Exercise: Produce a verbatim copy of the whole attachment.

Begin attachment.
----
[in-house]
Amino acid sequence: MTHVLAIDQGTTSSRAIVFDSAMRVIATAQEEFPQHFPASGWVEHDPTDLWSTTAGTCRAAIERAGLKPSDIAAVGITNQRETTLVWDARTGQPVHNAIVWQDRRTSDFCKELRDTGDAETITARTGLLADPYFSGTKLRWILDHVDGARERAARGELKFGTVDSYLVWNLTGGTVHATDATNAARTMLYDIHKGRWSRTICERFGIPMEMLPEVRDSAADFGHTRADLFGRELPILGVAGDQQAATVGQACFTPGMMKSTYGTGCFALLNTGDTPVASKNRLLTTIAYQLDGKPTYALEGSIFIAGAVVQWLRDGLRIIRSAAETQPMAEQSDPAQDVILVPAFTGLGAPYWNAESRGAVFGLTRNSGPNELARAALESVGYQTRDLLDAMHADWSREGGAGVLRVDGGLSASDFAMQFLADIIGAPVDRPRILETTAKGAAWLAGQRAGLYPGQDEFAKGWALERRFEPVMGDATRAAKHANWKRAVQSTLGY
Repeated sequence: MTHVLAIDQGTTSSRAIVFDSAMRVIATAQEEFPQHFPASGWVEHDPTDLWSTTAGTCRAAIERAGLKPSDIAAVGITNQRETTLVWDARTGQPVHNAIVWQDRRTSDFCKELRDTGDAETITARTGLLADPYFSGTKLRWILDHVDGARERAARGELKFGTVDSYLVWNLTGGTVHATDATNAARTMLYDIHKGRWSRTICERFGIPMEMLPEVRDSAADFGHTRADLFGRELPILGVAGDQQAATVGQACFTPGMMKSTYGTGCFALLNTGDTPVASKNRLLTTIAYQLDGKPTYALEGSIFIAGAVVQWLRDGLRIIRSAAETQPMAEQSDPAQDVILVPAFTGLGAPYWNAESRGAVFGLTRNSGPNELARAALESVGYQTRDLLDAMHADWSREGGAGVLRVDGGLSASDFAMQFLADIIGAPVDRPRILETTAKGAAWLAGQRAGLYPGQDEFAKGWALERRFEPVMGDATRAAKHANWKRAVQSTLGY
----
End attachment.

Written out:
[in-house]
Amino acid sequence: MTHVLAIDQGTTSSRAIVFDSAMRVIATAQEEFPQHFPASGWVEHDPTDLWSTTAGTCRAAIERAGLKPSDIAAVGITNQRETTLVWDARTGQPVHNAIVWQDRRTSDFCKELRDTGDAETITARTGLLADPYFSGTKLRWILDHVDGARERAARGELKFGTVDSYLVWNLTGGTVHATDATNAARTMLYDIHKGRWSRTICERFGIPMEMLPEVRDSAADFGHTRADLFGRELPILGVAGDQQAATVGQACFTPGMMKSTYGTGCFALLNTGDTPVASKNRLLTTIAYQLDGKPTYALEGSIFIAGAVVQWLRDGLRIIRSAAETQPMAEQSDPAQDVILVPAFTGLGAPYWNAESRGAVFGLTRNSGPNELARAALESVGYQTRDLLDAMHADWSREGGAGVLRVDGGLSASDFAMQFLADIIGAPVDRPRILETTAKGAAWLAGQRAGLYPGQDEFAKGWALERRFEPVMGDATRAAKHANWKRAVQSTLGY
Repeated sequence: MTHVLAIDQGTTSSRAIVFDSAMRVIATAQEEFPQHFPASGWVEHDPTDLWSTTAGTCRAAIERAGLKPSDIAAVGITNQRETTLVWDARTGQPVHNAIVWQDRRTSDFCKELRDTGDAETITARTGLLADPYFSGTKLRWILDHVDGARERAARGELKFGTVDSYLVWNLTGGTVHATDATNAARTMLYDIHKGRWSRTICERFGIPMEMLPEVRDSAADFGHTRADLFGRELPILGVAGDQQAATVGQACFTPGMMKSTYGTGCFALLNTGDTPVASKNRLLTTIAYQLDGKPTYALEGSIFIAGAVVQWLRDGLRIIRSAAETQPMAEQSDPAQDVILVPAFTGLGAPYWNAESRGAVFGLTRNSGPNELARAALESVGYQTRDLLDAMHADWSREGGAGVLRVDGGLSASDFAMQFLADIIGAPVDRPRILETTAKGAAWLAGQRAGLYPGQDEFAKGWALERRFEPVMGDATRAAKHANWKRAVQSTLGY